Over the next few weeks, we’ll revisit our past posts on credit, credit reports, and credit scores. This week we’ll begin our discussion on the Five Cs of Credit.
Over the next two weeks, we’ll discuss the Five Cs of Credit – what they are, how they’re applied, and why they’re important to you as the borrower
Let’s start with the what the Five Cs of Credit are. The Five Cs are five criteria that most lenders will use to measure the creditworthiness of potential borrowers. This allows lenders to get an idea of how likely a prospective borrower is to default, so they can decide what interest rate to offer, or to offer a credit or loan product at all.
Let’s start with the first C – Character. For Character, lenders are looking at your reputation and track record for repaying debts. They generally do this by looking at your credit reports and credit scores. All other factors equal, the better your credit score, and the fewer potential negative items on your credit report, the more likely you’ll be approved for a loan or credit item, and the more likely you’ll be eligible for lower interest rates. In fact, certain lenders, particularly those in the housing market, may have specific minimum credit scores needed to be eligible for their loans. We’ve talked at length about credit reports and credit scores on this site, so instead of rehashing all of those items, you can find the links to our previous posts and videos below (1, 2, 3, 4).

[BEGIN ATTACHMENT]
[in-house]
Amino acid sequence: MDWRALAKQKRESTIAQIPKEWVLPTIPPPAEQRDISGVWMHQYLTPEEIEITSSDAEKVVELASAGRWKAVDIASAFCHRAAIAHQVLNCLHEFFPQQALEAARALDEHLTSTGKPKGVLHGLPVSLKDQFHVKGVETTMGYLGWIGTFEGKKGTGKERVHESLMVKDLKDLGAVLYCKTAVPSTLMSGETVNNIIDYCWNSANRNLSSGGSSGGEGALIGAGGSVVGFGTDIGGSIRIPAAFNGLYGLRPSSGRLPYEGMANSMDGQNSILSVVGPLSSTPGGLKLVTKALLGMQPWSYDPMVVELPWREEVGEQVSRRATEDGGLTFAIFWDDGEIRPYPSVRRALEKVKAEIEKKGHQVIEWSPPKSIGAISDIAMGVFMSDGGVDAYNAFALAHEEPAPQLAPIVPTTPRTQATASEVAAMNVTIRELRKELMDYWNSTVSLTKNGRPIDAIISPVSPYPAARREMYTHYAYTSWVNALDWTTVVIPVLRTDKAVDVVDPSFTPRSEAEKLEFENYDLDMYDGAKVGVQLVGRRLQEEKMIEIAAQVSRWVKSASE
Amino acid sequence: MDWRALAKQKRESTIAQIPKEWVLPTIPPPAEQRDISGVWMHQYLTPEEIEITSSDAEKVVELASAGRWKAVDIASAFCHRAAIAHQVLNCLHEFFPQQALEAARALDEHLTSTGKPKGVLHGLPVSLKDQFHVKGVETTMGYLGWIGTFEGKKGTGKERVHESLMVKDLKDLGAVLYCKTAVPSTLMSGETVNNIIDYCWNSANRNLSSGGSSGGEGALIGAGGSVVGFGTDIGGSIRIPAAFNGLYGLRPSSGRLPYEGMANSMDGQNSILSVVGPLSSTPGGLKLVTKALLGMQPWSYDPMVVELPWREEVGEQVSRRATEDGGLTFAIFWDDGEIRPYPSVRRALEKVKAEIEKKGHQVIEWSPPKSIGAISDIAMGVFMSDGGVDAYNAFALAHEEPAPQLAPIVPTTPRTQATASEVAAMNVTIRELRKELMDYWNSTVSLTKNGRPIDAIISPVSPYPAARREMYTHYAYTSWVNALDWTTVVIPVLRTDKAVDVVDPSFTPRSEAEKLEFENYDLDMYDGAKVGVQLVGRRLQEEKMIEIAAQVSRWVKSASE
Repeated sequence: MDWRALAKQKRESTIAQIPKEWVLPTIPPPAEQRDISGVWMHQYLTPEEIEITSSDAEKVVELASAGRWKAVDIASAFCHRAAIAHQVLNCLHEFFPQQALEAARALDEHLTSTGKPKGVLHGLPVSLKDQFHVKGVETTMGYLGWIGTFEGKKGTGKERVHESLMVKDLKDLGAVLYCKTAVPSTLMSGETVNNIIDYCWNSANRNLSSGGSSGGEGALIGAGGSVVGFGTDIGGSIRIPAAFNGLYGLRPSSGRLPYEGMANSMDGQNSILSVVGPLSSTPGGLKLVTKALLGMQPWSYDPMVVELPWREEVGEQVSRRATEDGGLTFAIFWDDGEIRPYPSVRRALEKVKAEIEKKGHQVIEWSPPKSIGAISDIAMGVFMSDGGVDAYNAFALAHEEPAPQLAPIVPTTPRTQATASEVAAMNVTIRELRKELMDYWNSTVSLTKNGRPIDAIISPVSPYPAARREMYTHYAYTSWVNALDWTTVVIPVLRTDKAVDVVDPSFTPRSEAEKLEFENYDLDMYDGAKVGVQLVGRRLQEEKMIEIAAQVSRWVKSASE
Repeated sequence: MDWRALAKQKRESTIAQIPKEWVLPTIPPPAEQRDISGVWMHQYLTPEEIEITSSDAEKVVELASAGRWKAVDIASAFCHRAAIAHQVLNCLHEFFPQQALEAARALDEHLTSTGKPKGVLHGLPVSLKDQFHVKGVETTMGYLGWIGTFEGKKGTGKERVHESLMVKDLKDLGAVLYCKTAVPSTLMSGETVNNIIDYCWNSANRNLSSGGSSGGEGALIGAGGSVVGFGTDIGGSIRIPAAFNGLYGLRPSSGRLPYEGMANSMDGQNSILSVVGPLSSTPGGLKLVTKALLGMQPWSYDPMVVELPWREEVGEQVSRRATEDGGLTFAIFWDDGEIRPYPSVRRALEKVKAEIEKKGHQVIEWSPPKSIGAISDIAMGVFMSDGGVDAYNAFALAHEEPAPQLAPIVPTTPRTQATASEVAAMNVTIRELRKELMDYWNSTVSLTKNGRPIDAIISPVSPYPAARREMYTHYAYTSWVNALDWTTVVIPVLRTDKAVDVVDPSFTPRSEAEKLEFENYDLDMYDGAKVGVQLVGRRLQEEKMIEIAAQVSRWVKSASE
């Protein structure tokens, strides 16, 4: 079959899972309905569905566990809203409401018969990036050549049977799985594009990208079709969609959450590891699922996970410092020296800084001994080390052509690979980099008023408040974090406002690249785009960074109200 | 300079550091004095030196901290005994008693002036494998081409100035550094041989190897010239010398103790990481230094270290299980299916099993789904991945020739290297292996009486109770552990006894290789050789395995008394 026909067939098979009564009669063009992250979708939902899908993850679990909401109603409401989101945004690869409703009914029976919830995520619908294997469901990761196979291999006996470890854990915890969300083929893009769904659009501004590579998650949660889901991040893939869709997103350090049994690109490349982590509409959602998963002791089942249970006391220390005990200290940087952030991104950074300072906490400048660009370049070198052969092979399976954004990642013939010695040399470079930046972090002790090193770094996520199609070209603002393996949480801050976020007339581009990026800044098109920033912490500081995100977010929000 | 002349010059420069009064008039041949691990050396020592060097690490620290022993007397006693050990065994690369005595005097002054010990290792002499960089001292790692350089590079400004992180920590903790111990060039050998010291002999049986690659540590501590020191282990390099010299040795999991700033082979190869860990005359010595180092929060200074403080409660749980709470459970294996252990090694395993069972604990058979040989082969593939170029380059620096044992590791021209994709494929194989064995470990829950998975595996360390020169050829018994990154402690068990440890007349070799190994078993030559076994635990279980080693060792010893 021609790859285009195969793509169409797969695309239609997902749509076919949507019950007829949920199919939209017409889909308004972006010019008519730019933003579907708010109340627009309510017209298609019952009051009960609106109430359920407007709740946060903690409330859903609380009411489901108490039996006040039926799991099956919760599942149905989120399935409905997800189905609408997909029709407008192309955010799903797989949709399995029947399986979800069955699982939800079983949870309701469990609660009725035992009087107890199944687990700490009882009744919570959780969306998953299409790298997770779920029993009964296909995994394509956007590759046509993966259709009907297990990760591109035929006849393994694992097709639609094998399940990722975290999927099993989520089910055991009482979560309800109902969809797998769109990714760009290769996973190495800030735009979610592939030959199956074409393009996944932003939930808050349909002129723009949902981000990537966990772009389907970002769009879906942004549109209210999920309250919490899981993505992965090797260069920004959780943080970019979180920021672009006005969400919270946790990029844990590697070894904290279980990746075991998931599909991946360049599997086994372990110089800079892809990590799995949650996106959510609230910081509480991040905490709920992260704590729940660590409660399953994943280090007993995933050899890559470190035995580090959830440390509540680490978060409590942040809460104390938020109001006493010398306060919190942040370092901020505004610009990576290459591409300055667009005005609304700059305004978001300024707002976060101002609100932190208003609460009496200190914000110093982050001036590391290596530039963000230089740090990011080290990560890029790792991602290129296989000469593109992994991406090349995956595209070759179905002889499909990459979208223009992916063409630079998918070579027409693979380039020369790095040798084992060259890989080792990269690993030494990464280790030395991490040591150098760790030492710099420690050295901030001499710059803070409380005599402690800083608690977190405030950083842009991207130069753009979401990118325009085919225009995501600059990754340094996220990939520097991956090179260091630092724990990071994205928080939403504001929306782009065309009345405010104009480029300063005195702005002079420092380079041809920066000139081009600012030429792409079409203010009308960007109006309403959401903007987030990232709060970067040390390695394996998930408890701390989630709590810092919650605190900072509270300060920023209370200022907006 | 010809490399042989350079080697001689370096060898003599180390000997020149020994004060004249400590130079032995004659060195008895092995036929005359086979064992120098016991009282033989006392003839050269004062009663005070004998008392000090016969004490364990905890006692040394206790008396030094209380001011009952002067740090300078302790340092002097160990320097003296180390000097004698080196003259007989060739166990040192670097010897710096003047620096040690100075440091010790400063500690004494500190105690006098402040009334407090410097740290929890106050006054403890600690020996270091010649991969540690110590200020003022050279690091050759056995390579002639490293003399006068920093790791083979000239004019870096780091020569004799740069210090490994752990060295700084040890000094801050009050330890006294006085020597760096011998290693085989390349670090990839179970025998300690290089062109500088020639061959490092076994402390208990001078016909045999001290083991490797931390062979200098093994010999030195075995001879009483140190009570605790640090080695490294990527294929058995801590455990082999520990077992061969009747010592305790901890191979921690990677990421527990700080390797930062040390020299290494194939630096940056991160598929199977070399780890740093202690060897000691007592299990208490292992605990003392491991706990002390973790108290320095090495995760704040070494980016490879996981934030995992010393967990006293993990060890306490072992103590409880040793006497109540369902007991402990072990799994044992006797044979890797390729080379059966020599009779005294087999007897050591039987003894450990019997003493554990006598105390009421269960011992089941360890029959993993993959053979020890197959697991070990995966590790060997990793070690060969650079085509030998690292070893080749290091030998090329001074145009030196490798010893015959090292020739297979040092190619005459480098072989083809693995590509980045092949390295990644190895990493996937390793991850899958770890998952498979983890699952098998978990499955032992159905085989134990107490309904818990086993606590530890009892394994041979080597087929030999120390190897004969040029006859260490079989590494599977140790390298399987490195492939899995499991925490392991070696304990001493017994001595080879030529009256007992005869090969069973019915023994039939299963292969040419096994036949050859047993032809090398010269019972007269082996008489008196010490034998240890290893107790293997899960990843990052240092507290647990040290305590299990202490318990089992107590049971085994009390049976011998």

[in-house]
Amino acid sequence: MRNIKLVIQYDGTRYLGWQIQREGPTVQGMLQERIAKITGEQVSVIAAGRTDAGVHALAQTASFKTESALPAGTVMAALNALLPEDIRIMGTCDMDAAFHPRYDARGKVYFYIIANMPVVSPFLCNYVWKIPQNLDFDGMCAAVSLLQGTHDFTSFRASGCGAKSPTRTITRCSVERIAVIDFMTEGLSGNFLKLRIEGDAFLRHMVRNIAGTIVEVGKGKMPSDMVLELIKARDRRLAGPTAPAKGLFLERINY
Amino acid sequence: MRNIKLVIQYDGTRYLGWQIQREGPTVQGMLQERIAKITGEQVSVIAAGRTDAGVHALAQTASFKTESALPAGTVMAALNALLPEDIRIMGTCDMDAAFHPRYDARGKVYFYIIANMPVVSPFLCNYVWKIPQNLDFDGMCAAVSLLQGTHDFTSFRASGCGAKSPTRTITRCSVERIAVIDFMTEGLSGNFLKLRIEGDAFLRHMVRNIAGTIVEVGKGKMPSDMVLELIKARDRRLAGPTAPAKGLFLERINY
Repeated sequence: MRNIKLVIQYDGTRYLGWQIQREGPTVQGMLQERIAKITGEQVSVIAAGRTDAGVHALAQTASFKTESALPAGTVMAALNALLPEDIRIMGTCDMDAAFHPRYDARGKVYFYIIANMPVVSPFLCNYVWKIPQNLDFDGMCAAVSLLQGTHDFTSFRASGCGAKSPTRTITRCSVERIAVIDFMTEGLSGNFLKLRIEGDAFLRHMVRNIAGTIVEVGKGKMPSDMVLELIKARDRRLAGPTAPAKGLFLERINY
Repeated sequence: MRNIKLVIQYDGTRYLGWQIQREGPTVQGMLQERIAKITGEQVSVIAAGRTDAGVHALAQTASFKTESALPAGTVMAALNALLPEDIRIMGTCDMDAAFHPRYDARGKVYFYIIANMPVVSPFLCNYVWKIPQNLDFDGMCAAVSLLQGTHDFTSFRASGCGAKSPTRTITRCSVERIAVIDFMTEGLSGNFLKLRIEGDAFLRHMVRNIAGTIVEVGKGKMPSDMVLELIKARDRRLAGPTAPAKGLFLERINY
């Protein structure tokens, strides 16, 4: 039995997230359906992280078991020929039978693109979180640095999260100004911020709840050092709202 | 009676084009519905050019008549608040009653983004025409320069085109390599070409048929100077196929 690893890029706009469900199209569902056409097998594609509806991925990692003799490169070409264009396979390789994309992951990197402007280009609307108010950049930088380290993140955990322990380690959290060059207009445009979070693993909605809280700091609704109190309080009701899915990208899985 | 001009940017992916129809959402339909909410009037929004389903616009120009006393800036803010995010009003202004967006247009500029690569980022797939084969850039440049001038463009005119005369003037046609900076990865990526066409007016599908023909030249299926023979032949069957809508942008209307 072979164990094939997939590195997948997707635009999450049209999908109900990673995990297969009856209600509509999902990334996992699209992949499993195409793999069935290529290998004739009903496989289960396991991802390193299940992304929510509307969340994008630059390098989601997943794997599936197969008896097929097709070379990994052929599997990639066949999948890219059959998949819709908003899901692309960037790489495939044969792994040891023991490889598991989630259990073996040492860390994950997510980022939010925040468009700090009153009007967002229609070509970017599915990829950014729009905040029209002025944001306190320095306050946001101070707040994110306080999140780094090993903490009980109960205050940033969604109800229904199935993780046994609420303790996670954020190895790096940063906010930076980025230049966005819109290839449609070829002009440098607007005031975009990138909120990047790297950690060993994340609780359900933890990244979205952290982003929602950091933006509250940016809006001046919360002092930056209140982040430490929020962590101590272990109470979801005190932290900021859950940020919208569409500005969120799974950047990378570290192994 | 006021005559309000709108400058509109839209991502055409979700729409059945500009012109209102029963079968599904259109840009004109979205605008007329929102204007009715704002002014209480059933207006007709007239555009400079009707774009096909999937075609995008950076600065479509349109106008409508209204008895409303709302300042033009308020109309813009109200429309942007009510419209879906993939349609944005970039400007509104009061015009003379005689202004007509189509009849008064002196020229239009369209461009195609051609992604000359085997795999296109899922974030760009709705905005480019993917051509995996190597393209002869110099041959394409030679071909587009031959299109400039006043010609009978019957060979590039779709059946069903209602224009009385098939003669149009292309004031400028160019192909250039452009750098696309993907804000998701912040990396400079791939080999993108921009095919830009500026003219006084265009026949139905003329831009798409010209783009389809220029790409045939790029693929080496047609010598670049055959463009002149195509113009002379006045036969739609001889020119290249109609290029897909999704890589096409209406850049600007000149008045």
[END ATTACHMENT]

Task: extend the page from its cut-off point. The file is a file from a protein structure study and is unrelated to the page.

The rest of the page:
The next C is Capacity. Capacity measures your ability to repay a loan by looking at your income and comparing it to your installment debt. This is done chiefly by assessing your debt-to-income ratio. Your debt-to-income ratio is your total monthly debt payments divided by your gross monthly income. For instance, if you make $60,000 a year, your monthly gross income is $5000. If your car payment in $400, your personal loan payment is $300 and your mortgage payment is $1300, your total monthly debt payment would be $2000. Your debt-to-income ratio would therefore be $2000/$5000, or 40%. Generally speaking, the lower your debt-to-income ratio, the better your chances for qualifying for a loan, and certain lenders, especially in the housing market, have maximum debt-to-income ratios for a potential borrower to be eligible.
Next week we’ll return with the other three Cs of Credit!